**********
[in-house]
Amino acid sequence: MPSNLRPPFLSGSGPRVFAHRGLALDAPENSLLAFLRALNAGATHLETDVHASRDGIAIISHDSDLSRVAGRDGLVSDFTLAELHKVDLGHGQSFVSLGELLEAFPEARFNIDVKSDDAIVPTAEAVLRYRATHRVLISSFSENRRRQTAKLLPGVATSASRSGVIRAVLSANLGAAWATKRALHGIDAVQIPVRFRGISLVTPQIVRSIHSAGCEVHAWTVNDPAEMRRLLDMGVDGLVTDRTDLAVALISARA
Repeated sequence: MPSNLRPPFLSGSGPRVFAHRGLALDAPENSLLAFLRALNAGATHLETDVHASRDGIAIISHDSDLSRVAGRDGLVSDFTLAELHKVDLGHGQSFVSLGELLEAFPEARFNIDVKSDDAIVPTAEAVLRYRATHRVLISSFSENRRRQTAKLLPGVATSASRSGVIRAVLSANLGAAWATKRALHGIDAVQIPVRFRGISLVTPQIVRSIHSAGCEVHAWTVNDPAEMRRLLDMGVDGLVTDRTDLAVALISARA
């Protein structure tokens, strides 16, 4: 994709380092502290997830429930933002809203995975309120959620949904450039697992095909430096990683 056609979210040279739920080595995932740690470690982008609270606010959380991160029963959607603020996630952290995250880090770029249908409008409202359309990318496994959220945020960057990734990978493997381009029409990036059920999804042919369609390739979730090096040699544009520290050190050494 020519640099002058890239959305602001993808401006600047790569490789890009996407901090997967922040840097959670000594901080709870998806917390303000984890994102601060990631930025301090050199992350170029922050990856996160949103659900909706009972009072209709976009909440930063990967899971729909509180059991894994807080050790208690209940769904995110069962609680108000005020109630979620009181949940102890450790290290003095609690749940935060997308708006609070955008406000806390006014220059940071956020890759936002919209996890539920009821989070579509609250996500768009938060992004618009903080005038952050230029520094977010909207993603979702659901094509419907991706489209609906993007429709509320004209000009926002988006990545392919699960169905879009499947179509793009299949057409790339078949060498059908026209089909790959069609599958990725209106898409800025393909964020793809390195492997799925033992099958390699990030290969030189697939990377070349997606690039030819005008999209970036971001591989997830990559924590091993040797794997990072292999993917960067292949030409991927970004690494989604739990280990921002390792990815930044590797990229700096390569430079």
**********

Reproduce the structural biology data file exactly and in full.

[in-house]
Amino acid sequence: MPSNLRPPFLSGSGPRVFAHRGLALDAPENSLLAFLRALNAGATHLETDVHASRDGIAIISHDSDLSRVAGRDGLVSDFTLAELHKVDLGHGQSFVSLGELLEAFPEARFNIDVKSDDAIVPTAEAVLRYRATHRVLISSFSENRRRQTAKLLPGVATSASRSGVIRAVLSANLGAAWATKRALHGIDAVQIPVRFRGISLVTPQIVRSIHSAGCEVHAWTVNDPAEMRRLLDMGVDGLVTDRTDLAVALISARA
Repeated sequence: MPSNLRPPFLSGSGPRVFAHRGLALDAPENSLLAFLRALNAGATHLETDVHASRDGIAIISHDSDLSRVAGRDGLVSDFTLAELHKVDLGHGQSFVSLGELLEAFPEARFNIDVKSDDAIVPTAEAVLRYRATHRVLISSFSENRRRQTAKLLPGVATSASRSGVIRAVLSANLGAAWATKRALHGIDAVQIPVRFRGISLVTPQIVRSIHSAGCEVHAWTVNDPAEMRRLLDMGVDGLVTDRTDLAVALISARA
């Protein structure tokens, strides 16, 4: 994709380092502290997830429930933002809203995975309120959620949904450039697992095909430096990683 056609979210040279739920080595995932740690470690982008609270606010959380991160029963959607603020996630952290995250880090770029249908409008409202359309990318496994959220945020960057990734990978493997381009029409990036059920999804042919369609390739979730090096040699544009520290050190050494 020519640099002058890239959305602001993808401006600047790569490789890009996407901090997967922040840097959670000594901080709870998806917390303000984890994102601060990631930025301090050199992350170029922050990856996160949103659900909706009972009072209709976009909440930063990967899971729909509180059991894994807080050790208690209940769904995110069962609680108000005020109630979620009181949940102890450790290290003095609690749940935060997308708006609070955008406000806390006014220059940071956020890759936002919209996890539920009821989070579509609250996500768009938060992004618009903080005038952050230029520094977010909207993603979702659901094509419907991706489209609906993007429709509320004209000009926002988006990545392919699960169905879009499947179509793009299949057409790339078949060498059908026209089909790959069609599958990725209106898409800025393909964020793809390195492997799925033992099958390699990030290969030189697939990377070349997606690039030819005008999209970036971001591989997830990559924590091993040797794997990072292999993917960067292949030409991927970004690494989604739990280990921002390792990815930044590797990229700096390569430079």